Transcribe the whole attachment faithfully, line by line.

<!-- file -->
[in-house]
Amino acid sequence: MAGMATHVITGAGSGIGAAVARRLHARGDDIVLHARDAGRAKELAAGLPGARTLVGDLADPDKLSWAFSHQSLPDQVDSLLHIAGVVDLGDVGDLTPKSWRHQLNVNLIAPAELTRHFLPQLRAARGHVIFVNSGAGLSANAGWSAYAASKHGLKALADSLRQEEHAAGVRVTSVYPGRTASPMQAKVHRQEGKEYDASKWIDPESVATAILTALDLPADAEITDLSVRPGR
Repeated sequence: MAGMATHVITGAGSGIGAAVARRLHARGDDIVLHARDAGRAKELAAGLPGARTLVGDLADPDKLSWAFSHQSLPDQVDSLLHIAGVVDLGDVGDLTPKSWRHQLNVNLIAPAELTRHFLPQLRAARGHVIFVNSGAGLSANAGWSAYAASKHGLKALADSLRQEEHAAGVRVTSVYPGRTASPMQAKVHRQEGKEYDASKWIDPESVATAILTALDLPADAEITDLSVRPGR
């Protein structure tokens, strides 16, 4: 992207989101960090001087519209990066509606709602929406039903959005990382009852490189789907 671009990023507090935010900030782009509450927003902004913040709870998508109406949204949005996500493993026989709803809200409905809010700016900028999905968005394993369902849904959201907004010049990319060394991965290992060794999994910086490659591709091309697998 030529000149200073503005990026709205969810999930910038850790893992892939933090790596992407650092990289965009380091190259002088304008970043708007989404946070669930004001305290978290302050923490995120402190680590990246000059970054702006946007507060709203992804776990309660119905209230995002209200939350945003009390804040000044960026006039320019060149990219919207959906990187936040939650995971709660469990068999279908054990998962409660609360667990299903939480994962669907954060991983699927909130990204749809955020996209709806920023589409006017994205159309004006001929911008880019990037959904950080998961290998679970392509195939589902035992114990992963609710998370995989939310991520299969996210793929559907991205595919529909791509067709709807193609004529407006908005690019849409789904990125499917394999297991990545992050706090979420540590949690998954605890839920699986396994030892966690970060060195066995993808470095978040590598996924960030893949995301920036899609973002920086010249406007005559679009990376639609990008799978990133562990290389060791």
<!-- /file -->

[in-house]
Amino acid sequence: MAGMATHVITGAGSGIGAAVARRLHARGDDIVLHARDAGRAKELAAGLPGARTLVGDLADPDKLSWAFSHQSLPDQVDSLLHIAGVVDLGDVGDLTPKSWRHQLNVNLIAPAELTRHFLPQLRAARGHVIFVNSGAGLSANAGWSAYAASKHGLKALADSLRQEEHAAGVRVTSVYPGRTASPMQAKVHRQEGKEYDASKWIDPESVATAILTALDLPADAEITDLSVRPGR
Repeated sequence: MAGMATHVITGAGSGIGAAVARRLHARGDDIVLHARDAGRAKELAAGLPGARTLVGDLADPDKLSWAFSHQSLPDQVDSLLHIAGVVDLGDVGDLTPKSWRHQLNVNLIAPAELTRHFLPQLRAARGHVIFVNSGAGLSANAGWSAYAASKHGLKALADSLRQEEHAAGVRVTSVYPGRTASPMQAKVHRQEGKEYDASKWIDPESVATAILTALDLPADAEITDLSVRPGR
């Protein structure tokens, strides 16, 4: 992207989101960090001087519209990066509606709602929406039903959005990382009852490189789907 671009990023507090935010900030782009509450927003902004913040709870998508109406949204949005996500493993026989709803809200409905809010700016900028999905968005394993369902849904959201907004010049990319060394991965290992060794999994910086490659591709091309697998 030529000149200073503005990026709205969810999930910038850790893992892939933090790596992407650092990289965009380091190259002088304008970043708007989404946070669930004001305290978290302050923490995120402190680590990246000059970054702006946007507060709203992804776990309660119905209230995002209200939350945003009390804040000044960026006039320019060149990219919207959906990187936040939650995971709660469990068999279908054990998962409660609360667990299903939480994962669907954060991983699927909130990204749809955020996209709806920023589409006017994205159309004006001929911008880019990037959904950080998961290998679970392509195939589902035992114990992963609710998370995989939310991520299969996210793929559907991205595919529909791509067709709807193609004529407006908005690019849409789904990125499917394999297991990545992050706090979420540590949690998954605890839920699986396994030892966690970060060195066995993808470095978040590598996924960030893949995301920036899609973002920086010249406007005559679009990376639609990008799978990133562990290389060791």